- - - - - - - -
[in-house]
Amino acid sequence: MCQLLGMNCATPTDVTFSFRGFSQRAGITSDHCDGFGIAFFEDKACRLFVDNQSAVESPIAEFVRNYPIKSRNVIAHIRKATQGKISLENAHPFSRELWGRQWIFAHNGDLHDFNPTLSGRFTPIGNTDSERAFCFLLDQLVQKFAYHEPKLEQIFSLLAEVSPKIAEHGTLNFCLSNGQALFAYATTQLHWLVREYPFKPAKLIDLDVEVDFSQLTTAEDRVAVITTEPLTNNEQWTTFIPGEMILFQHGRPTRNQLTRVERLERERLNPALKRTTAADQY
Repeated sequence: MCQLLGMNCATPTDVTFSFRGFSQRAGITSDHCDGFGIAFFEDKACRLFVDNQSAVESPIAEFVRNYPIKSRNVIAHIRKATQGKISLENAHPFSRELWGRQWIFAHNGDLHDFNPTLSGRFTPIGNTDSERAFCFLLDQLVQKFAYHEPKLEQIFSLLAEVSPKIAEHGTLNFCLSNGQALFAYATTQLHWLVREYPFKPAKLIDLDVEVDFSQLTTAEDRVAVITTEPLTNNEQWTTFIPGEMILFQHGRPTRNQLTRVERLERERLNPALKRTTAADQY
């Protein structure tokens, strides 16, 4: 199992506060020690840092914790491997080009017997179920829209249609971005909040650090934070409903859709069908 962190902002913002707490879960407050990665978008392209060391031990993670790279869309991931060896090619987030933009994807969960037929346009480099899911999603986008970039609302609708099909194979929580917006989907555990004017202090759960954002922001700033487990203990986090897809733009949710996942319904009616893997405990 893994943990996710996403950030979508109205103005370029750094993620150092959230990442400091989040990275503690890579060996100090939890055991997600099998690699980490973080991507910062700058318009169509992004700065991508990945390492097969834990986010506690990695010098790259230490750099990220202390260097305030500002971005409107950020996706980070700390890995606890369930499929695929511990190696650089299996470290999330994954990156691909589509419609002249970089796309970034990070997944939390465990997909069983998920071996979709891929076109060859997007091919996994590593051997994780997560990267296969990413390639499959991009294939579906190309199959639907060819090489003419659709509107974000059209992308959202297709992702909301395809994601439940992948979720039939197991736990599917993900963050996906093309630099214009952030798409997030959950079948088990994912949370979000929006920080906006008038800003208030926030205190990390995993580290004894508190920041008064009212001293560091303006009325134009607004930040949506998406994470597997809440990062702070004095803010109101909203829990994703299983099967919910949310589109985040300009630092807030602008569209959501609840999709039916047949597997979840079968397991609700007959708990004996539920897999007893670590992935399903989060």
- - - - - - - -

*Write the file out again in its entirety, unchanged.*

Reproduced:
[in-house]
Amino acid sequence: MCQLLGMNCATPTDVTFSFRGFSQRAGITSDHCDGFGIAFFEDKACRLFVDNQSAVESPIAEFVRNYPIKSRNVIAHIRKATQGKISLENAHPFSRELWGRQWIFAHNGDLHDFNPTLSGRFTPIGNTDSERAFCFLLDQLVQKFAYHEPKLEQIFSLLAEVSPKIAEHGTLNFCLSNGQALFAYATTQLHWLVREYPFKPAKLIDLDVEVDFSQLTTAEDRVAVITTEPLTNNEQWTTFIPGEMILFQHGRPTRNQLTRVERLERERLNPALKRTTAADQY
Repeated sequence: MCQLLGMNCATPTDVTFSFRGFSQRAGITSDHCDGFGIAFFEDKACRLFVDNQSAVESPIAEFVRNYPIKSRNVIAHIRKATQGKISLENAHPFSRELWGRQWIFAHNGDLHDFNPTLSGRFTPIGNTDSERAFCFLLDQLVQKFAYHEPKLEQIFSLLAEVSPKIAEHGTLNFCLSNGQALFAYATTQLHWLVREYPFKPAKLIDLDVEVDFSQLTTAEDRVAVITTEPLTNNEQWTTFIPGEMILFQHGRPTRNQLTRVERLERERLNPALKRTTAADQY
């Protein structure tokens, strides 16, 4: 199992506060020690840092914790491997080009017997179920829209249609971005909040650090934070409903859709069908 962190902002913002707490879960407050990665978008392209060391031990993670790279869309991931060896090619987030933009994807969960037929346009480099899911999603986008970039609302609708099909194979929580917006989907555990004017202090759960954002922001700033487990203990986090897809733009949710996942319904009616893997405990 893994943990996710996403950030979508109205103005370029750094993620150092959230990442400091989040990275503690890579060996100090939890055991997600099998690699980490973080991507910062700058318009169509992004700065991508990945390492097969834990986010506690990695010098790259230490750099990220202390260097305030500002971005409107950020996706980070700390890995606890369930499929695929511990190696650089299996470290999330994954990156691909589509419609002249970089796309970034990070997944939390465990997909069983998920071996979709891929076109060859997007091919996994590593051997994780997560990267296969990413390639499959991009294939579906190309199959639907060819090489003419659709509107974000059209992308959202297709992702909301395809994601439940992948979720039939197991736990599917993900963050996906093309630099214009952030798409997030959950079948088990994912949370979000929006920080906006008038800003208030926030205190990390995993580290004894508190920041008064009212001293560091303006009325134009607004930040949506998406994470597997809440990062702070004095803010109101909203829990994703299983099967919910949310589109985040300009630092807030602008569209959501609840999709039916047949597997979840079968397991609700007959708990004996539920897999007893670590992935399903989060």